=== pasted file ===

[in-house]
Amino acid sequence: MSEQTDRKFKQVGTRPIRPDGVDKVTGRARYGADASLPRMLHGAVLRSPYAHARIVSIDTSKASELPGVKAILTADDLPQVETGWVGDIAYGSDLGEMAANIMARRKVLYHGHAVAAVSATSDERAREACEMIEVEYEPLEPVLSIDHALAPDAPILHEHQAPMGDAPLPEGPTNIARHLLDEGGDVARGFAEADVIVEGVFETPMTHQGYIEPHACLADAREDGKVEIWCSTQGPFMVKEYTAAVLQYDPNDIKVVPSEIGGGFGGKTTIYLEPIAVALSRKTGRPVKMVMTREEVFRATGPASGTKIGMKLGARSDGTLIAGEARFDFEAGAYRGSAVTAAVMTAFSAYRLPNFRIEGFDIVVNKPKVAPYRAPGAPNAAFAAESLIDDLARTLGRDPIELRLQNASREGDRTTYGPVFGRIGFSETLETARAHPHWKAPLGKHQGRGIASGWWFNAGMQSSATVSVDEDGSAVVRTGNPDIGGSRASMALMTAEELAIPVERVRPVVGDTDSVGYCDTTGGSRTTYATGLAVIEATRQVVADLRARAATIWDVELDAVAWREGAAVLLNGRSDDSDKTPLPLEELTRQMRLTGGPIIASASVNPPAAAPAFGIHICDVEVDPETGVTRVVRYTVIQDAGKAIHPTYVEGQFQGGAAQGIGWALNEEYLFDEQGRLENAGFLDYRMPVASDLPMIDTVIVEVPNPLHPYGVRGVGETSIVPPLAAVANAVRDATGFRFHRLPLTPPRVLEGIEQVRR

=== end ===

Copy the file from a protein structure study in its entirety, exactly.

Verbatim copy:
[in-house]
Amino acid sequence: MSEQTDRKFKQVGTRPIRPDGVDKVTGRARYGADASLPRMLHGAVLRSPYAHARIVSIDTSKASELPGVKAILTADDLPQVETGWVGDIAYGSDLGEMAANIMARRKVLYHGHAVAAVSATSDERAREACEMIEVEYEPLEPVLSIDHALAPDAPILHEHQAPMGDAPLPEGPTNIARHLLDEGGDVARGFAEADVIVEGVFETPMTHQGYIEPHACLADAREDGKVEIWCSTQGPFMVKEYTAAVLQYDPNDIKVVPSEIGGGFGGKTTIYLEPIAVALSRKTGRPVKMVMTREEVFRATGPASGTKIGMKLGARSDGTLIAGEARFDFEAGAYRGSAVTAAVMTAFSAYRLPNFRIEGFDIVVNKPKVAPYRAPGAPNAAFAAESLIDDLARTLGRDPIELRLQNASREGDRTTYGPVFGRIGFSETLETARAHPHWKAPLGKHQGRGIASGWWFNAGMQSSATVSVDEDGSAVVRTGNPDIGGSRASMALMTAEELAIPVERVRPVVGDTDSVGYCDTTGGSRTTYATGLAVIEATRQVVADLRARAATIWDVELDAVAWREGAAVLLNGRSDDSDKTPLPLEELTRQMRLTGGPIIASASVNPPAAAPAFGIHICDVEVDPETGVTRVVRYTVIQDAGKAIHPTYVEGQFQGGAAQGIGWALNEEYLFDEQGRLENAGFLDYRMPVASDLPMIDTVIVEVPNPLHPYGVRGVGETSIVPPLAAVANAVRDATGFRFHRLPLTPPRVLEGIEQVRR